Children’s Book: That They Lived: African Americans Who Changed The World

Suzette Standring
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Photo: Rochelle Riley, author of children’s book, That They Lived)

Heroes spur all children toward greatness. A new book introduces youngsters to inspiring lives in Black history. That They Lived: African Americans Who Changed the World by Rochelle Riley and Cristi Smith-Jones (Wayne State University Press, Feb. 2021, 160 pp. $16.99) highlights achievements rooted in perseverance and love of humanity. 

The children’s book proves African-Americans are more than descendants of the enslaved. Black history is rich with inventors, explorers, educators, athletes, politicians, and champions who transformed society.

The book is geared for children ages 8-12, and photos of historical figures are reproduced with two modern children, dressed and made up to mimick the adults they portray, with photos placed side by side. The purpose is a visual reminder that seeds of greatness are planted in childhood. The models are Riley’s grandson, Caleb, and photographer Smith-Jones’ daughter, Lola.

That They Lived features 21 famous Black Americans, their easy-to-read stories jumping off points for children and their parents to discover more. The overarching lesson is do not be defeated. For example, Underground Railroad hero Harriet Tubman’s skull was cracked by a two-pound iron weight subjecting her to a lifetime of hallucinations.  Before becoming a Supreme Court justice, Thurgood Marshall argued more cases before the U.S. Supreme Court than any other lawyer in American history. Katherine Johnson (on whom the movie Hidden Figures was based) was a math genius who could do space calculations manually, rather than use a computer.  Before Rosa Parks refused to give up her bus seat in Montgomery, Alabama that sparked desegregation, a 15-year-old girl did it first, Claudette Colvin.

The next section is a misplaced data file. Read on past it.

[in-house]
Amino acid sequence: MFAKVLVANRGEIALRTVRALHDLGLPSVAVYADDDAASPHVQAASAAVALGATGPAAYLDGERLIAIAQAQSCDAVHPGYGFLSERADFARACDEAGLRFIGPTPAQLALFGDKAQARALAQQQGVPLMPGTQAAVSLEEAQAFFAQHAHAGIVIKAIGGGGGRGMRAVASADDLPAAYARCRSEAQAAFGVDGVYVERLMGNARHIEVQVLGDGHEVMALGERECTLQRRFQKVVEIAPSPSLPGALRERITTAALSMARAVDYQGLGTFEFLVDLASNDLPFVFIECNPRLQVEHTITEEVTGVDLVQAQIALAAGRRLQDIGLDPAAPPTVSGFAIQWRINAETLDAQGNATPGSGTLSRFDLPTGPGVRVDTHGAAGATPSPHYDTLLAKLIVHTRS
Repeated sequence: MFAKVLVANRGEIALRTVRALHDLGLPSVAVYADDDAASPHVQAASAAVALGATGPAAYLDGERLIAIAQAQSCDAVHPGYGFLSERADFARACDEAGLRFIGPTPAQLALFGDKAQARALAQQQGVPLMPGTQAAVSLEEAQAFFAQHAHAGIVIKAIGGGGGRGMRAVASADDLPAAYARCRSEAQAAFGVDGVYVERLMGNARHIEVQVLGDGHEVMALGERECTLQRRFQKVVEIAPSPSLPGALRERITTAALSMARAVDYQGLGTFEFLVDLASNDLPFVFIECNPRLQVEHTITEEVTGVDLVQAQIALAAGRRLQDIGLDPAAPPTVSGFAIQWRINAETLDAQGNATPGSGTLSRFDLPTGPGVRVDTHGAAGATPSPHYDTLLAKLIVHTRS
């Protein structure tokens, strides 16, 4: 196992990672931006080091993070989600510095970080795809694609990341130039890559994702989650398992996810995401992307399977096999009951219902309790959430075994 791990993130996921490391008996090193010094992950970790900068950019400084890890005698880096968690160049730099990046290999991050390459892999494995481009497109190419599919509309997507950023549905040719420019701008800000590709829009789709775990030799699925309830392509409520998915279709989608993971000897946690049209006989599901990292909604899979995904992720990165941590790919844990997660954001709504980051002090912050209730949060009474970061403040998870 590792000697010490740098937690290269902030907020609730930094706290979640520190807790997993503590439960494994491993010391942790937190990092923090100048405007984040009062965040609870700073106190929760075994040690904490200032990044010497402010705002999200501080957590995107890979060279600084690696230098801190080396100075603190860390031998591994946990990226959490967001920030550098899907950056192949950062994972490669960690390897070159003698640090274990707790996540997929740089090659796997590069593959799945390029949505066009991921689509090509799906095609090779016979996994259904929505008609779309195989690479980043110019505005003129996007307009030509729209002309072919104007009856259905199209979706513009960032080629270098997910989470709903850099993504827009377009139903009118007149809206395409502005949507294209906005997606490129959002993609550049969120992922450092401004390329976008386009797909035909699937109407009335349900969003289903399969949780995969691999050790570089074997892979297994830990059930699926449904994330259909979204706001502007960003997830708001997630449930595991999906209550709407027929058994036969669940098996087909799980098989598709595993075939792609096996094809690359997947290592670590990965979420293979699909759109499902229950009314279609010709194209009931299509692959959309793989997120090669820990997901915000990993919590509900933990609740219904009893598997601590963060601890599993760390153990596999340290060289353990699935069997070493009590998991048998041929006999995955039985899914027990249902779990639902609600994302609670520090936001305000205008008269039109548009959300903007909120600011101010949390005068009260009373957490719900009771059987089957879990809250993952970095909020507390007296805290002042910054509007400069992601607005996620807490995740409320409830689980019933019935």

That They Lived is a collection of human greatness to inspire all children because perseverance and purpose are universal.

Author Rochelle Riley felt her book would be a special source of pride to African-American children.

“As a writer and someone who is determined that the history of Black Americans in America is no longer allowed to be stolen or buried, Cristi and I created this book to remind adults and teach kids about these amazing people, to honor that they lived and achieved and led amazing lives. We want every child to know that every famous person was once a child, and some of them were African American. I join so many others in restoring the African American story to the American history story, where it belongs.”

Sometimes in childhood, a transforming instant takes place, creating a life’s mission. That They Lived brings children into the defining moments of some of history’s most triumphant figures.

This column ran in The Patriot Ledger on 8/30/2021.

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